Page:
Opinion: The Sun’s correction to “benefit tourists” claim goes viral

sun benefit tourists correctionLast month, the Sunday Telegraph ran a scurrilous story claiming there were ‘600,000 unemployed EU migrants living in Britain’. On closer inspection, it turned out that the real number of (non-British) EU citizens claiming jobseeker’s allowance was just 38,000, according to DWP estimates. But the story had in the meantime been replicated by the usual suspects (the Sun, Mail and Express), leading me to write a piece to correct some of the most common myths about EU free movement.

I’m pleased to report that in a minor victory for journalistic standards, the Sun recently published a small correction, appearing in the bottom left-hand corner of page 2 in the edition published on 31 October. Though tiny, the correction was pretty damning, admitting that the ‘benefit tourists’ claim was ‘not accurate’ and had ‘no evidence’.

Doubting that many of the Sun’s readers (or others who subsequently picked up the story) would have actually spotted the correction, I tweeted the piece (thanks to a photo by my friend Stuart Bonar). After I was retweeted by comedian Russell Brand to his 7 million followers, the correction went viral, potentially reaching many more readers than the original print edition did.

The Sun’s chief political correspondent, who wrote the original piece, did take the trouble to ‘clarify’ on Twitter that ‘the correction was for the headline, not the article’. Nevertheless, the Sun does deserve some credit for actually issuing a correction, more than can be said for some of its rivals. The paper’s managing editor has since blamed the headline on a ‘subbing error’.

The question now is whether this episode is just a flash in the pan, or whether it marks a real change in direction for the Sun & co, post-Leveson. My own hunch is that the press is rather keener now than in the past to show that self-regulation can work. But the message from the replies I received on Twitter has been pretty unanimous: virtually all called for such corrections to be as prominent and in the same format as the original article. Only time will tell if we ever get that far.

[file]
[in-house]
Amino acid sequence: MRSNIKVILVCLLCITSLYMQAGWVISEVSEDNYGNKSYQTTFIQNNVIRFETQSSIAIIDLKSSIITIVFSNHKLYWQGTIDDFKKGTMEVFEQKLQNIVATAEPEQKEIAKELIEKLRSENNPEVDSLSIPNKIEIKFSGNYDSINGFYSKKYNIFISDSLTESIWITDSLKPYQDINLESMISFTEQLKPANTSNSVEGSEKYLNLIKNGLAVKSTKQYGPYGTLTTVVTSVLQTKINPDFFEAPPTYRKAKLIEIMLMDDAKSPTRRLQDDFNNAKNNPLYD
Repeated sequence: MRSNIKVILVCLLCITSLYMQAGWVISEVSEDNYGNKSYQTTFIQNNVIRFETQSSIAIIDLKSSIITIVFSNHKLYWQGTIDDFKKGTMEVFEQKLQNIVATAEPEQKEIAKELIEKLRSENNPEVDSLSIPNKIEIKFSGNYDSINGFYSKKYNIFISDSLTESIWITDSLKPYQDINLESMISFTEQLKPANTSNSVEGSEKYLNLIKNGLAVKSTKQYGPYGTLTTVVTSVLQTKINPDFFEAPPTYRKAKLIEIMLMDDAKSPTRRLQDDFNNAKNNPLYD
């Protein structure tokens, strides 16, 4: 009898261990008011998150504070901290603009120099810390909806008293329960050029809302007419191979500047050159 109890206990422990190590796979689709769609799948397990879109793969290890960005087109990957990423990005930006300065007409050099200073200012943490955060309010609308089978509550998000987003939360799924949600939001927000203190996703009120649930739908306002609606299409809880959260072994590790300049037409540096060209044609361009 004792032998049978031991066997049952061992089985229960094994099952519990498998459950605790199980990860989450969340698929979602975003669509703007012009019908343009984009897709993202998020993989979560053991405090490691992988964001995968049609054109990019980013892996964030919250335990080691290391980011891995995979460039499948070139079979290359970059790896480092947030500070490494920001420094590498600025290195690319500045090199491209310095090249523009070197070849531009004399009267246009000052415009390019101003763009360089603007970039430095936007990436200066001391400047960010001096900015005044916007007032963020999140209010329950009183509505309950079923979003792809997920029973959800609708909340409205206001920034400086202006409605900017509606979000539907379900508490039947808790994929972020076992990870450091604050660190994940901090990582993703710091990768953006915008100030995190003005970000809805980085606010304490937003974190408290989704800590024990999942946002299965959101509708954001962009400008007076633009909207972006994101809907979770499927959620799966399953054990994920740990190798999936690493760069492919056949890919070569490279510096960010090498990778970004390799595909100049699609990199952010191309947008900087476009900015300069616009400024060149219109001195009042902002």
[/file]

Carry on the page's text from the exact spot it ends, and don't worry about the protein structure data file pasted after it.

* Giles Goodall is a Lib Dem European Parliamentary Candidate for South East England.

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6 Comments

  • And they wonder why we don’t trust them to self-regulate….

  • Evan Harris 21st Nov '13 - 8:26am

    Actually the issue of prominence of corrections is exactly why the Royal Charter system (which incentivises press self-regulators to comply with Leveson’s requirements) is so important and relevant. The “alternative” PressBof Royal Charter did not require press self-regulators to have the power to INSIST on equal prominence for corrections, nor to demand, let alone insist on, any apology at all. The cross-party Charter in contrast would require the self-regulator to be able to direct the prominence of corrections and apologies. It is all here http://mediastandardstrust.org/wp-content/uploads/downloads/2013/06/Charter-vs-Charter-23-05-13-PDF.pdf

    Sure enough, IPSO (the “son of PCC” self-regulator) promulgated by The Sun, The Mail and the Telegraph (among others) has no power to enforce equal prominence of corrections, nor to require apologies – page 16 here http://mediastandardstrust.org/wp-content/uploads/downloads/2013/11/MST-IPSO-Analysis-15-11-13.pdf

    That is why, without the Charter, it would business as usual in terms of “buried” corrections, and so much more.

    Declaration: I am the associate director of Hacked Off

  • Well done. It is only one small victory in the grand scheme of things, but it shows the power of the press is decreasing, slowly but surely decreasing.

  • exactly why the Royal Charter system (which incentivises press self-regulators to comply with Leveson’s requirements) is so important and relevant.

    Ah yes, Leveson. What happened to that bloke? Was he ‘disappeared’ with Chilcot ?

  • peter tyzack 21st Nov '13 - 11:40am

    .. this is a small achievement, but we have an immense distance to travel yet. We need a non-partisan press, with a pledge to produce factual, or reasonably reliable reportage.. until we achieve that the idea of living in a ‘democracy’ is some far off mythical place.

  • Nick Tregoning 25th Nov '13 - 10:18am

    Unsurprisingly, the Tories are still using the original figure in their migrant smear campaigning.
    Priti Patel MP was oh so happy to repeat this figure on the Westminster Hour on R4 last night. I’m sure it was simply an oversight brought on by too much Sun, and she’ll want to apologise now.

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